A well-respected paranormal investigator from Bristol has said that spending the weekend in a haunted house is “like a drug”. Office manager Karin Beasant, 57, became fascinated with all things paranormal as a child after watching Hammer horror films and, after experiencing a ghostly presence in a pub she bought in 1995, she said she was hooked.
Karin – who lives with her scaffolder husband Wayne, 52, and son Alex, 25, a retail worker – described how she met her first ghost in the central Bristol pub she had purchased. She said: “It wasn’t until I was 30 and purchased a haunted pub that I had my first experience of a ghost. It was like having a ghost for a roommate – for the first six months I was petrified.
“Strange things happened, like people reported a woman walking in the men’s bathroom. If I closed my bedroom door someone would kick it.”
She went on to say: “I’d watched enough horror films to know not to open the door. But you do get used to it and I learnt to keep my door open.
“I remember once I was sleeping in feeling a bit worse for wear and my keys were thrown across the room. I yelled ‘I’m not getting up’ and went back to bed.”
Karin was inspired to put her own paranormal team together after watching the Most Haunted series in the 2000s. However, after a couple of years, she learned that not everything is necessarily a spirit trying to make contact.
She said: “I was home, I had a child and thought I could do something like Most Haunted. I started going to public events with my friends every night and made a team to investigate.
“But after two or three years of doing that I was lucky to be introduced to people who have been in the field a lot longer, they helped me to think more seriously. It’s about thinking ethically and being sceptical.”
Now Karin has advised on haunted heritage sites for Visit Somerset and has become a regular investigator at the Jamaica Inn in Cornwall. And, after investigating more than 200 heritage sites, she’s out to debunk Hollywood myths and paranormal faux pas and has even explained the truth behind investigating her favourite haunted heritage sites, which sees her dress up in period costume and speaking in old English.
“Some people do it for clickbait, but I do it because I love it,” said Karin. “Some people like a nice holiday, I like spending the weekend in a haunted house. It’s like a drug, the high from an investigation lasts for weeks.”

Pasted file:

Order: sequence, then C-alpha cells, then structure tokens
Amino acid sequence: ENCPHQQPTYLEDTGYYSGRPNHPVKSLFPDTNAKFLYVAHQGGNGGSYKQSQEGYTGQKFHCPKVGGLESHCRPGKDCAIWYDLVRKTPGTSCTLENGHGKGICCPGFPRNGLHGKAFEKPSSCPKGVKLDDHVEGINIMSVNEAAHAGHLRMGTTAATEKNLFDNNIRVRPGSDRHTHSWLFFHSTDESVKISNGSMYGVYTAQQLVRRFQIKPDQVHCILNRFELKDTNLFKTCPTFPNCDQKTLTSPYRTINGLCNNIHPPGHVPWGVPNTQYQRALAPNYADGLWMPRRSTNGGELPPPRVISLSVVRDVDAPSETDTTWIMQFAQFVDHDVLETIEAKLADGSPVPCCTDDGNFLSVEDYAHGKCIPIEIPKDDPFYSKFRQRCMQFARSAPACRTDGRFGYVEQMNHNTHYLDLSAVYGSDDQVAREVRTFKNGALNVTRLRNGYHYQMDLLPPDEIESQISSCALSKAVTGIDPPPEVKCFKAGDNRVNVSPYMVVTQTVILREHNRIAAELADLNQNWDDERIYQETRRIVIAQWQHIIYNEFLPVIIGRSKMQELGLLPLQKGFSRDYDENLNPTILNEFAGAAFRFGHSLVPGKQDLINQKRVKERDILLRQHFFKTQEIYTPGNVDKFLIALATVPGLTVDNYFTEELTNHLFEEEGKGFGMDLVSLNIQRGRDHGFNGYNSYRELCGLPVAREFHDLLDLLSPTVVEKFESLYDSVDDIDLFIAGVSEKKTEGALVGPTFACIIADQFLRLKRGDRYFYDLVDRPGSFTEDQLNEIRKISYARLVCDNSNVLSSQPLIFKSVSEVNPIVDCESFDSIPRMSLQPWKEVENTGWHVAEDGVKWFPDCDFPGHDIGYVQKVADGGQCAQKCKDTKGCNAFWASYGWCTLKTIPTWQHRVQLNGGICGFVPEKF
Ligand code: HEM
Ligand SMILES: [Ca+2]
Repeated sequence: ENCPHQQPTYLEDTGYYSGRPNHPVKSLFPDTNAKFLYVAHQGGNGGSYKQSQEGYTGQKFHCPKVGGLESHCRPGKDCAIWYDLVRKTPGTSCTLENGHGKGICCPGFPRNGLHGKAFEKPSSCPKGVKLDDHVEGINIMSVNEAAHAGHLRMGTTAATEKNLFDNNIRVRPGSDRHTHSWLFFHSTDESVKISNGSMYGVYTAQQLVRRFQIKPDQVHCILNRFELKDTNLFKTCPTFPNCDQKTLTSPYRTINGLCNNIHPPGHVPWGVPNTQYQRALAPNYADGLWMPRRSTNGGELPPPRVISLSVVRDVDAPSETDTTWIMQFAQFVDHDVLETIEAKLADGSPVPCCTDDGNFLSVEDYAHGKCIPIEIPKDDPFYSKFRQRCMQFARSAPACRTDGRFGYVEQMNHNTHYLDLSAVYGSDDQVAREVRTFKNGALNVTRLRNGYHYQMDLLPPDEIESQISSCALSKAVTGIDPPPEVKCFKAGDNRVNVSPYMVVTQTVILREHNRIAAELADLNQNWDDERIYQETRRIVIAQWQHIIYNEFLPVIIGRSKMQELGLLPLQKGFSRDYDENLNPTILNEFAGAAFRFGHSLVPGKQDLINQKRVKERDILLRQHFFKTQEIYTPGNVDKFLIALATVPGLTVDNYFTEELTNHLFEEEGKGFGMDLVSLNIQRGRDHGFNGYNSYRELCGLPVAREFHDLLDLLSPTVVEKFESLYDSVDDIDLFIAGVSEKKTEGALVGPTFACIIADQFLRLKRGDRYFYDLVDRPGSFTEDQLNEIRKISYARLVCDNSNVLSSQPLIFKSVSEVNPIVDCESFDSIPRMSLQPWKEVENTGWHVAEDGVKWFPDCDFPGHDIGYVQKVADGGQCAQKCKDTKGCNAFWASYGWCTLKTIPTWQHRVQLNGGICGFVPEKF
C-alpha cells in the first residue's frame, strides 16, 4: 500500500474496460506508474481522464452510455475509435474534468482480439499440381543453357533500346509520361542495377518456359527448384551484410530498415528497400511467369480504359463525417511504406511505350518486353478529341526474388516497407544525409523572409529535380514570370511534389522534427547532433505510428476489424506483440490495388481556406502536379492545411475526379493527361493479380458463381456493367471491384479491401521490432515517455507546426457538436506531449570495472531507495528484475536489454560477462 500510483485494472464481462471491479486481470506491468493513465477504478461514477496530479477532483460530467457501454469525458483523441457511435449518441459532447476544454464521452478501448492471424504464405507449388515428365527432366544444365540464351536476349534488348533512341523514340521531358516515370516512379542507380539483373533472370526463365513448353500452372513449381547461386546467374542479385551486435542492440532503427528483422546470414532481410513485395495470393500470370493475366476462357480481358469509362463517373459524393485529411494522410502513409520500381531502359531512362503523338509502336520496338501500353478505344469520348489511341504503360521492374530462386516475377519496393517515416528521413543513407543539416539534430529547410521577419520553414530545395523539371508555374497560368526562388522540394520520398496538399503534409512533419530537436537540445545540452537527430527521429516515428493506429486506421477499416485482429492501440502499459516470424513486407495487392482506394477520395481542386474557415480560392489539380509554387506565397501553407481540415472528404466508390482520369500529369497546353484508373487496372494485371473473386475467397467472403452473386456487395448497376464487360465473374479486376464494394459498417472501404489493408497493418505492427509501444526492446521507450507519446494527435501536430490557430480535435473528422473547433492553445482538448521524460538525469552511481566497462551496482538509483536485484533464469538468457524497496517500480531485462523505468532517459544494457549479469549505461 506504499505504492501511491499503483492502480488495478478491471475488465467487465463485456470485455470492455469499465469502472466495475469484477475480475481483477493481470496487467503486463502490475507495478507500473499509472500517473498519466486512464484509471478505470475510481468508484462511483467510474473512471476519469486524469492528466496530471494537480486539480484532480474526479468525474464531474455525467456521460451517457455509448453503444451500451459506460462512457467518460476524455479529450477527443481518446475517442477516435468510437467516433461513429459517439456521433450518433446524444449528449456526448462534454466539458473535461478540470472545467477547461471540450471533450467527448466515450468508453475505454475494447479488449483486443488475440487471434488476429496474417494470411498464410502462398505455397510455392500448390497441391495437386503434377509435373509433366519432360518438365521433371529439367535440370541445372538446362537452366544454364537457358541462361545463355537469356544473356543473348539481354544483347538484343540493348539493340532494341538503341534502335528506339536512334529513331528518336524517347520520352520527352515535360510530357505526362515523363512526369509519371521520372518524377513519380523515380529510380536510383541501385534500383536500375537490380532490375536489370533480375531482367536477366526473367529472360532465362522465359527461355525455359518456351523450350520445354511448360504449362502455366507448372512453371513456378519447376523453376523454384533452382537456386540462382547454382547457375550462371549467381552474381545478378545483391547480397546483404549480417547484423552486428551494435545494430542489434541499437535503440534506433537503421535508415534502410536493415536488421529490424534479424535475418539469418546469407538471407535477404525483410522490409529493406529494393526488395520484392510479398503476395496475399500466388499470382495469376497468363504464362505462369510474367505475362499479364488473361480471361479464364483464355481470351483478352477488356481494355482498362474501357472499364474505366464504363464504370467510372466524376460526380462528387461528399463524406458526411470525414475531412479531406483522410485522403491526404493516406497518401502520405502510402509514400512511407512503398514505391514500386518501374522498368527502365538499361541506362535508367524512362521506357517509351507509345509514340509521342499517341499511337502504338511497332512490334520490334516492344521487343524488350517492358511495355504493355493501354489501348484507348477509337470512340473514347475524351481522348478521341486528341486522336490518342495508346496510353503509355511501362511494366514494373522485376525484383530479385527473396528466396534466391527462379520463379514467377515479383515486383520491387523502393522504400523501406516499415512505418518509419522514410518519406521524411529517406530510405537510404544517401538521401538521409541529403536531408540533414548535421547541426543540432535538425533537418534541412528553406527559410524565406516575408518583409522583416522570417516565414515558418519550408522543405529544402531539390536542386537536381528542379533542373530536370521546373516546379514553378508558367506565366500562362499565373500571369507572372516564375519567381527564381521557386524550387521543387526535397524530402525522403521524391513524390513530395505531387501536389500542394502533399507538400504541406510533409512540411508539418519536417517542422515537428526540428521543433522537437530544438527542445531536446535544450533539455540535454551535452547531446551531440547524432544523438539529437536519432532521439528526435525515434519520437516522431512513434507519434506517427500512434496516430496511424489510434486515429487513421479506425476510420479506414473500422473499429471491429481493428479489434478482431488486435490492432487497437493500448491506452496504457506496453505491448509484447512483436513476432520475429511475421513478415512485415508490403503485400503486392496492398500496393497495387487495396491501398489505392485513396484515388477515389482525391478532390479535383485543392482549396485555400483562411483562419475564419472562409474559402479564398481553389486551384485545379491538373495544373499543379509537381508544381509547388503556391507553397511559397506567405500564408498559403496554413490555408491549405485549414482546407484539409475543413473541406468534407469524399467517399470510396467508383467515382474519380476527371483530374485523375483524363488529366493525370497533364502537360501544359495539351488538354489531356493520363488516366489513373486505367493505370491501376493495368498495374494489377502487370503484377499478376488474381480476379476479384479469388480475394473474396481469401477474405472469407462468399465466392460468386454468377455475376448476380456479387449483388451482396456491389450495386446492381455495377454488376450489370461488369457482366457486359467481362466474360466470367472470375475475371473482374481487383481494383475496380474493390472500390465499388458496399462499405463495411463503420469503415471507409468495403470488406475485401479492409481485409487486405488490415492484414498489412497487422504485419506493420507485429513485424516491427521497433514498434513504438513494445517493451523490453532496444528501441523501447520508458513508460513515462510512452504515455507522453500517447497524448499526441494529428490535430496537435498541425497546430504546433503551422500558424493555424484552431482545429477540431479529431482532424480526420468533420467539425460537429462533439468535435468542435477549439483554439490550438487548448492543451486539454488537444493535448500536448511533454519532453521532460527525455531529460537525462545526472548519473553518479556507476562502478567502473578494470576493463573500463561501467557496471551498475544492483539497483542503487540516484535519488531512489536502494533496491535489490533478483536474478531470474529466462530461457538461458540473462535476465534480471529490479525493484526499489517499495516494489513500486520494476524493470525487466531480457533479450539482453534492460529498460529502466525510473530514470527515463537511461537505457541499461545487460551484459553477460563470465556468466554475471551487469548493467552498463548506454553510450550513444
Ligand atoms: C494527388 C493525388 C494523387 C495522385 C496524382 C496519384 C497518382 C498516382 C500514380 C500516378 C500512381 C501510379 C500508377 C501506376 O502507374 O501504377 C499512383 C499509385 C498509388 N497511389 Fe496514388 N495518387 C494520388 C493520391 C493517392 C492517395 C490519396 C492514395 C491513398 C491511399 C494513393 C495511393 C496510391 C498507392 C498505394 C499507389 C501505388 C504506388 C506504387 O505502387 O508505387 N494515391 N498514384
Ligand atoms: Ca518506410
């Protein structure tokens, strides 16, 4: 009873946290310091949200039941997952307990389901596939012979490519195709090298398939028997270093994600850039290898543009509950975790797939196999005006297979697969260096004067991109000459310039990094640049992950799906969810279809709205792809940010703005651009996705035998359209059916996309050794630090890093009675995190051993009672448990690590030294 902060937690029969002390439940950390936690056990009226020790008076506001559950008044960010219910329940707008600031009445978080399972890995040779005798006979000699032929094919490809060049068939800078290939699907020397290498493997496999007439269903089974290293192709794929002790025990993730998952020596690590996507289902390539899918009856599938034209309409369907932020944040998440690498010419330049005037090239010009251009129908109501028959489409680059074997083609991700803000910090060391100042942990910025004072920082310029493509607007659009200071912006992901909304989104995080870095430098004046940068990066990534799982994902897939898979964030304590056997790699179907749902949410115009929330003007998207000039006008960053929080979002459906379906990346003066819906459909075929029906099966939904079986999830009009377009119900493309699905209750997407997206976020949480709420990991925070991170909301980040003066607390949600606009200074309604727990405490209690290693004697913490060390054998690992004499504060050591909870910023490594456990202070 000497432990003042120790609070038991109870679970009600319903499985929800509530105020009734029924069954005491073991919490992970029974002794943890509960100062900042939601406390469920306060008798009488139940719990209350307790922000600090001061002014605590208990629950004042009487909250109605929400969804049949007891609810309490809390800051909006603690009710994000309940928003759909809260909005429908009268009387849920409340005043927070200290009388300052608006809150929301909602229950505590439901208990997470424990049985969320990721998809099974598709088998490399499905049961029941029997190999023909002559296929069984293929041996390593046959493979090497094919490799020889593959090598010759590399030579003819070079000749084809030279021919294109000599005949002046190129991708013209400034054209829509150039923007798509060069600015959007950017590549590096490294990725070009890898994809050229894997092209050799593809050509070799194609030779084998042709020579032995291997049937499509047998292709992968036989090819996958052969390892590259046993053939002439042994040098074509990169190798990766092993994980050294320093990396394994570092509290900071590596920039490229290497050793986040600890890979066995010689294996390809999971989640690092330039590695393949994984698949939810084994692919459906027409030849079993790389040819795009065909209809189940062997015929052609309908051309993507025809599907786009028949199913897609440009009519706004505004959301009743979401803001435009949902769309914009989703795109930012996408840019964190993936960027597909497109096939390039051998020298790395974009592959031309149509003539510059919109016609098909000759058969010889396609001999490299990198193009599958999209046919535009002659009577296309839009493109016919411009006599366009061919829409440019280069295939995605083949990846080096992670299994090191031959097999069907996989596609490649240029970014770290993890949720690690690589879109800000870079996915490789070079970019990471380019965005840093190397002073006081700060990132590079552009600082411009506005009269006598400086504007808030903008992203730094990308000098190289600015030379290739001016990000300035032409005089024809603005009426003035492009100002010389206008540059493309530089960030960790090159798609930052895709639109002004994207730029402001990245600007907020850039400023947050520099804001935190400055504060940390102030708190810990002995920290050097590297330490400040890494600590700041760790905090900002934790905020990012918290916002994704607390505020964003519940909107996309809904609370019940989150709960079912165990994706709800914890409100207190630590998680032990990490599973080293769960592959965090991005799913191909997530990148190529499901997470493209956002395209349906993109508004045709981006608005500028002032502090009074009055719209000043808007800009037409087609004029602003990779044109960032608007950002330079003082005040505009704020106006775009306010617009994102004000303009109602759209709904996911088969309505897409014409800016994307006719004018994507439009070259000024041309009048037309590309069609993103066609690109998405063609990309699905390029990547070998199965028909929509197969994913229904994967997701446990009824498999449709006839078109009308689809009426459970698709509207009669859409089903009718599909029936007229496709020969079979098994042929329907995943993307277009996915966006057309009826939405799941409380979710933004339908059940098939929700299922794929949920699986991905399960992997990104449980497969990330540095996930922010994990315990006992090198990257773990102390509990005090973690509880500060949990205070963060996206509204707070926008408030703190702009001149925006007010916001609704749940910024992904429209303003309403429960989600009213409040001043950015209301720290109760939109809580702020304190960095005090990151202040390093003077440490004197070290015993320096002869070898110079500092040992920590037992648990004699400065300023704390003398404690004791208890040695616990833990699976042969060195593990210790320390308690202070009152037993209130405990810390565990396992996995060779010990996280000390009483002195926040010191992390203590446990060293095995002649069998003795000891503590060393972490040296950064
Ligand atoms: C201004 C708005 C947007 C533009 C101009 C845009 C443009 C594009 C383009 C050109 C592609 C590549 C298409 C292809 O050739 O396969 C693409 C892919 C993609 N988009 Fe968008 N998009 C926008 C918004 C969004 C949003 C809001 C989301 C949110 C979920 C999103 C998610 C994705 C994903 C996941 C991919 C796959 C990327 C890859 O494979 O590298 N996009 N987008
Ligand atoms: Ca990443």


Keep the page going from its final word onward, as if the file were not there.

And now she’s even trying to learn Cornish as she says, “that’s what they would have spoken at the Jamaica Inn in the 1700s. It’s important to think how people would talk – is a person from the 1700s going to understand us now?”
She added: “I’m mindful that lots of our gadgets could seem like witchcraft to someone from that time. I use old English and think about accents. It also helps to dress in period costume.
“In May 2022 I got together with some friends, and we dressed in costume to investigate. I wore a cook’s costume, others were dressed in Victorian dresses and we also had two people in genuine World War Two uniforms (bespoke costumes supplied by Rusette of Bath Theatrical Costume Hire).
“It was really successful and my friend even felt someone touch his head.”
After gaining such knowledge and respect for her craft, Karin joined the Jamaica Inn paranormal team eight years ago and worked directly with Visit Somerset to verify haunted heritage sights.
“I feel so lucky. I’ve visited over 200 heritage sights for paranormal investigations,” Karin said. “I usually do about two a month. I think the more you investigate the higher standard you have; you get more sceptical.”
She has debunked dust orbs, tapping sounds and ghoulish photos in her work revealing the real way to commune with ghosts is to brush up on your history – with a reminder to always be respectful.
She added: “Tapping sounds are always an old property creaking and usually shadows, glimmers and dust orbs can be explained by lighting or pareidolia, finding faces or patterns in pictures or objects. You can also get audio pareidolia with EVP (Electronic Voice Phenomenon) recordings, where you hear voices in sounds.
“Even rain can sound like a voice. The best way to record an EVP is leave it in the building for 20 minutes with no-one inside. You need to leave sites as you found them, it’s common courtesy.
“You need to ask permission from owners and be respectful of people’s beliefs. A lot of people are looking for views, and that’s fine, but we have to be conscious of everyone involved.”
Karin’s advice to any budding paranormal investigators is start with a notepad, pen and audio recorder. She also advises to research well before an investigation and always ask permission to investigate a site.